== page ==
Canadian marine retail market increased 13 percent in 2012
In 2012, Canada’s new boat and engine retail sales were estimated to have increased by 13 percent over the prior year, which was similar to the double-digit growth year estimated for the United States, according to an audiocast produced by the National Marine Manufacturers Association Canada and GE Capital.
In a GE Capital survey of more than 200 Canadian middle-market CFOs, most were expecting moderate growth in the economy and have plans to hire more people in the upcoming year, according to GE Capital marine expert Richard Straka.
“All of this is a good indication that the marine industry should continue to grow,” Straka said.
Transfers of Canadian licensing data point to retail sales of new boats and engines surpassing $2 billion in 2012 – a 13 percent increase over 2011 and included a 10 percent increase in outboard sales, specifically, according to Sara Anghel, executive director of NMMA Canada.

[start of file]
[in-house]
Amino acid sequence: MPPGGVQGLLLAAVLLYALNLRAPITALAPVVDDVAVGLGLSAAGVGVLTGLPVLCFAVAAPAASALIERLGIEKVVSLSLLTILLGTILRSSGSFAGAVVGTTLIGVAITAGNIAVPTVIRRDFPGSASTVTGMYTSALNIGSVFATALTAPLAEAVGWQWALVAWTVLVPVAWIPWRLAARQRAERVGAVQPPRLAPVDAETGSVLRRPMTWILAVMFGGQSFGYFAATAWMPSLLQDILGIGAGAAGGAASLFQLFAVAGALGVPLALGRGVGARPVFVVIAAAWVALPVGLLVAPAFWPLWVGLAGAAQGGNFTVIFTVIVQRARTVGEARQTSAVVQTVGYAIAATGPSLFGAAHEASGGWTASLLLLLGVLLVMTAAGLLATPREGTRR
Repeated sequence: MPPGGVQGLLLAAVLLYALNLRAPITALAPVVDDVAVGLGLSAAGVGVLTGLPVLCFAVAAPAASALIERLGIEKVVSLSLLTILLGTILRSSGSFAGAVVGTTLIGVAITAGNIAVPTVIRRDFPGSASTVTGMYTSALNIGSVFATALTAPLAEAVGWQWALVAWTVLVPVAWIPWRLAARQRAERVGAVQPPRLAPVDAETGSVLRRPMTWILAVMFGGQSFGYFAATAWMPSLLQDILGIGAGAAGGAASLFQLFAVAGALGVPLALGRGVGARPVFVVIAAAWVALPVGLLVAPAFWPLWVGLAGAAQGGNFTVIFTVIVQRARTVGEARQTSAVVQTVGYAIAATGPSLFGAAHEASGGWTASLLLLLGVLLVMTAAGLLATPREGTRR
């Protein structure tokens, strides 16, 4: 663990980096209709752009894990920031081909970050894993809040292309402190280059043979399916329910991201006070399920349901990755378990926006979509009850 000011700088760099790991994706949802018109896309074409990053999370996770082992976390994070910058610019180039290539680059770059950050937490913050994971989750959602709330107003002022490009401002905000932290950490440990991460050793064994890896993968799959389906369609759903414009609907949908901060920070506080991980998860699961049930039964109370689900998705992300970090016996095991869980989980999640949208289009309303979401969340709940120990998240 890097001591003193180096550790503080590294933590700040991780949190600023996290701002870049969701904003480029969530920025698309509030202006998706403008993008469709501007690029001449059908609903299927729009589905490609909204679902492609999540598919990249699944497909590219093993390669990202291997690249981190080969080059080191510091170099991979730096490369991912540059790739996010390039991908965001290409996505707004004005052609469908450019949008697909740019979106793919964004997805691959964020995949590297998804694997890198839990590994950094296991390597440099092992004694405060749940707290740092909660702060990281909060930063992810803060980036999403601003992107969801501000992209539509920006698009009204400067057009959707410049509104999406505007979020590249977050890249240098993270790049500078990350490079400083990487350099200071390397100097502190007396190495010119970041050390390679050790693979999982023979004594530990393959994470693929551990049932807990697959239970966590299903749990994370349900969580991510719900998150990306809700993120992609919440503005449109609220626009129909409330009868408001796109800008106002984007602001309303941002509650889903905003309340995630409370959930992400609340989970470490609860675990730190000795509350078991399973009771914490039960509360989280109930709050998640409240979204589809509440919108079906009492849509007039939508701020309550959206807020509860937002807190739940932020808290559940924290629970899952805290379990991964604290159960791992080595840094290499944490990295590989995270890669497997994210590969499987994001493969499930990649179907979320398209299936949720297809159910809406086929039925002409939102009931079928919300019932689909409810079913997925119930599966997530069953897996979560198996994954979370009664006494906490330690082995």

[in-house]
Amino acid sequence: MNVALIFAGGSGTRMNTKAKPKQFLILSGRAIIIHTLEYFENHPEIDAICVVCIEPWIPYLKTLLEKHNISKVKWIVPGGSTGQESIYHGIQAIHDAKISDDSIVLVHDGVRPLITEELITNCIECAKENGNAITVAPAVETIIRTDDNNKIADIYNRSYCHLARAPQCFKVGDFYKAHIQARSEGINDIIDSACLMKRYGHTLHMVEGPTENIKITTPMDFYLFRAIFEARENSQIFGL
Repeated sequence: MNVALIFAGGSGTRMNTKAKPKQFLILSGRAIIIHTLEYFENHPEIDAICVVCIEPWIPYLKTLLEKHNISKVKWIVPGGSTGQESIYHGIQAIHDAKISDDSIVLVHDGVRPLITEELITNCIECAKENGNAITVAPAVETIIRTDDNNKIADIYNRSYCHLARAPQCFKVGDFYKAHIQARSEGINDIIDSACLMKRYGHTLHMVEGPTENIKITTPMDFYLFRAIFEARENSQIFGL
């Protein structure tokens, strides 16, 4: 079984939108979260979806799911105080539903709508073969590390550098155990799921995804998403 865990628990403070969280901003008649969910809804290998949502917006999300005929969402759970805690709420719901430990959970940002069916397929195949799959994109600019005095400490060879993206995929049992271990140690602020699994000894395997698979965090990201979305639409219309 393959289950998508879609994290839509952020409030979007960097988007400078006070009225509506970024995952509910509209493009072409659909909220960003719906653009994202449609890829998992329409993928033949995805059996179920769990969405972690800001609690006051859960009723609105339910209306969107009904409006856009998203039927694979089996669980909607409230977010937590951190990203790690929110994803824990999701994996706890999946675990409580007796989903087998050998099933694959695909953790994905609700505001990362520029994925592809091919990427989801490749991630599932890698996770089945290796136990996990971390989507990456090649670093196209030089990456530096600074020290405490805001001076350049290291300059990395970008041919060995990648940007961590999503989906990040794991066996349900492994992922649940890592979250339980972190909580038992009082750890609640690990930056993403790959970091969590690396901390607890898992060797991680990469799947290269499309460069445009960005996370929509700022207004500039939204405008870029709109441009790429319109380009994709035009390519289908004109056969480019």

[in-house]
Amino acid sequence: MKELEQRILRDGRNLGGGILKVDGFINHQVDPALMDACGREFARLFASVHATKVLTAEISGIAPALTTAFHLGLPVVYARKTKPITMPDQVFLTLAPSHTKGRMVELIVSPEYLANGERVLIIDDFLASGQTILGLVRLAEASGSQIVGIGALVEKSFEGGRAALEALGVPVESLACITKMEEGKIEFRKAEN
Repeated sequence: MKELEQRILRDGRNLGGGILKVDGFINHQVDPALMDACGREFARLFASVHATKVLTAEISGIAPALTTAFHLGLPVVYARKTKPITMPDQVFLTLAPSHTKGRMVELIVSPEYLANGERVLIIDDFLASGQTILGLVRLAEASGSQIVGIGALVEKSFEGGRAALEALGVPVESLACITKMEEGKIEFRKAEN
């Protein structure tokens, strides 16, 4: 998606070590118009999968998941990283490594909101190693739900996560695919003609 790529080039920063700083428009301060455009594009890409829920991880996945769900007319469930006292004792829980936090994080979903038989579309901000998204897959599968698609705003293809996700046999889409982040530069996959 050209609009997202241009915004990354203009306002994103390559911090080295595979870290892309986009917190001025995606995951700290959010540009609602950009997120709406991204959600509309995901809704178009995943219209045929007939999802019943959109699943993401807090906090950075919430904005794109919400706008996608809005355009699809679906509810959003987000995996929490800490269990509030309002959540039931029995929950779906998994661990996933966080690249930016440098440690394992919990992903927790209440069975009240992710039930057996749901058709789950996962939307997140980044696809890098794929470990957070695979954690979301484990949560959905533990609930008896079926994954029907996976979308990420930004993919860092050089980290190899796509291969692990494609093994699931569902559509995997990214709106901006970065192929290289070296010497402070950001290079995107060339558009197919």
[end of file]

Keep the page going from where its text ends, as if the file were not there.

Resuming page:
Straka said shipments of fiberglass boat models increased by 14 percent and aluminum models increased by 16 percent in 2012.
Stocking levels peaked in June with fiberglass models still 15 percent lower than pre-recession levels in 2008. However, Straka said aluminum models surpassed stocking levels in 2008, pointing to the market fully recovering from the downturn.
Regionally, Straka said there was a 50-percent increase in ordering in both Saskatchewan and Manitoba due to the economy and new dealers entering the market. Ontario, British Columbia and Alberta saw increase of around 20 percent, while Straka said ordering in Quebec and Atlantic provinces increased only single digits.
Anghel said outboard engine sales were strongest in Ontario, British Columbia and Quebec, which as a group account for more than 70 percent of outboard sales in Canada.
Currently, Straka said dealers are at a healthy aged inventory number of 15 percent – a number he expects to improve in the first part of 2013.